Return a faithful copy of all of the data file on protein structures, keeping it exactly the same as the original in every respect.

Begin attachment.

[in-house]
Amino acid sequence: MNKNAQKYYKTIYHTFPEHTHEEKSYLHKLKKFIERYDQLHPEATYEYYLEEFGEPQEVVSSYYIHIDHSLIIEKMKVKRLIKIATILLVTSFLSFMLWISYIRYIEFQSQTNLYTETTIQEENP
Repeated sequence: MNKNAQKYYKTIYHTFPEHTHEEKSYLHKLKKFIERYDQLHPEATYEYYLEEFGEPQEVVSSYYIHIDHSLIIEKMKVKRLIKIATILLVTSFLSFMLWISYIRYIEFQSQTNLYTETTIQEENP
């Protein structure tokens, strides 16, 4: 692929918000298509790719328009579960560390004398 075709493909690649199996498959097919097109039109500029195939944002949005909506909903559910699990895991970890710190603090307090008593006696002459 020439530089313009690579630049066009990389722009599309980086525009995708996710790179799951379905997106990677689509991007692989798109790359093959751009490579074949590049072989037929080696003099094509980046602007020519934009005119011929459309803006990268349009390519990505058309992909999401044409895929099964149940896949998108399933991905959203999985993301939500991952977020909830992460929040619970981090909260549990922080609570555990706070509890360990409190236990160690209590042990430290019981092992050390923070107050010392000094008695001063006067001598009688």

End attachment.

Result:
[in-house]
Amino acid sequence: MNKNAQKYYKTIYHTFPEHTHEEKSYLHKLKKFIERYDQLHPEATYEYYLEEFGEPQEVVSSYYIHIDHSLIIEKMKVKRLIKIATILLVTSFLSFMLWISYIRYIEFQSQTNLYTETTIQEENP
Repeated sequence: MNKNAQKYYKTIYHTFPEHTHEEKSYLHKLKKFIERYDQLHPEATYEYYLEEFGEPQEVVSSYYIHIDHSLIIEKMKVKRLIKIATILLVTSFLSFMLWISYIRYIEFQSQTNLYTETTIQEENP
């Protein structure tokens, strides 16, 4: 692929918000298509790719328009579960560390004398 075709493909690649199996498959097919097109039109500029195939944002949005909506909903559910699990895991970890710190603090307090008593006696002459 020439530089313009690579630049066009990389722009599309980086525009995708996710790179799951379905997106990677689509991007692989798109790359093959751009490579074949590049072989037929080696003099094509980046602007020519934009005119011929459309803006990268349009390519990505058309992909999401044409895929099964149940896949998108399933991905959203999985993301939500991952977020909830992460929040619970981090909260549990922080609570555990706070509890360990409190236990160690209590042990430290019981092992050390923070107050010392000094008695001063006067001598009688």